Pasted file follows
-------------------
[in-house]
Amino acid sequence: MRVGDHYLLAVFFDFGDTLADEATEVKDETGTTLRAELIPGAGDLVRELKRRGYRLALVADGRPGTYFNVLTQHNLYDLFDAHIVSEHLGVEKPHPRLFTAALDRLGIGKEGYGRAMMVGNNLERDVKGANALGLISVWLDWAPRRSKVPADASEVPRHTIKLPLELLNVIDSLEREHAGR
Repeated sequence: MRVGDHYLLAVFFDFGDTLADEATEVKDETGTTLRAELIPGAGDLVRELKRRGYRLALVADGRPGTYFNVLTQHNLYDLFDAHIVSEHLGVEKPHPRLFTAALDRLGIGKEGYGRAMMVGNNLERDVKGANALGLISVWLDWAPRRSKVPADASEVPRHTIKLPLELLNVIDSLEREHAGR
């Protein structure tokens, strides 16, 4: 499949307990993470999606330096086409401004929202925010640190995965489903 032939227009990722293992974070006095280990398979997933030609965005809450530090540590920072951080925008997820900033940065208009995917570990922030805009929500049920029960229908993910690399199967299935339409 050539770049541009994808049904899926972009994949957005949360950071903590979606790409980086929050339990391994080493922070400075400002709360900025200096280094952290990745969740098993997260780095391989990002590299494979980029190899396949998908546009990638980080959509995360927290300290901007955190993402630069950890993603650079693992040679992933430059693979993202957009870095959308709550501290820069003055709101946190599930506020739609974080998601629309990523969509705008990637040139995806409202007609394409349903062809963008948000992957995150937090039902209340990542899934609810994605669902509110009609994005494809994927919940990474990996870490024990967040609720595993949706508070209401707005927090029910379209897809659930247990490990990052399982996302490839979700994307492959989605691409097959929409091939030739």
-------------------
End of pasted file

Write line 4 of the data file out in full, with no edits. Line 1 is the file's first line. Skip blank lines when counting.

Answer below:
């Protein structure tokens, strides 16, 4: 499949307990993470999606330096086409401004929202925010640190995965489903 032939227009990722293992974070006095280990398979997933030609965005809450530090540590920072951080925008997820900033940065208009995917570990922030805009929500049920029960229908993910690399199967299935339409 050539770049541009994808049904899926972009994949957005949360950071903590979606790409980086929050339990391994080493922070400075400002709360900025200096280094952290990745969740098993997260780095391989990002590299494979980029190899396949998908546009990638980080959509995360927290300290901007955190993402630069950890993603650079693992040679992933430059693979993202957009870095959308709550501290820069003055709101946190599930506020739609974080998601629309990523969509705008990637040139995806409202007609394409349903062809963008948000992957995150937090039902209340990542899934609810994605669902509110009609994005494809994927919940990474990996870490024990967040609720595993949706508070209401707005927090029910379209897809659930247990490990990052399982996302490839979700994307492959989605691409097959929409091939030739």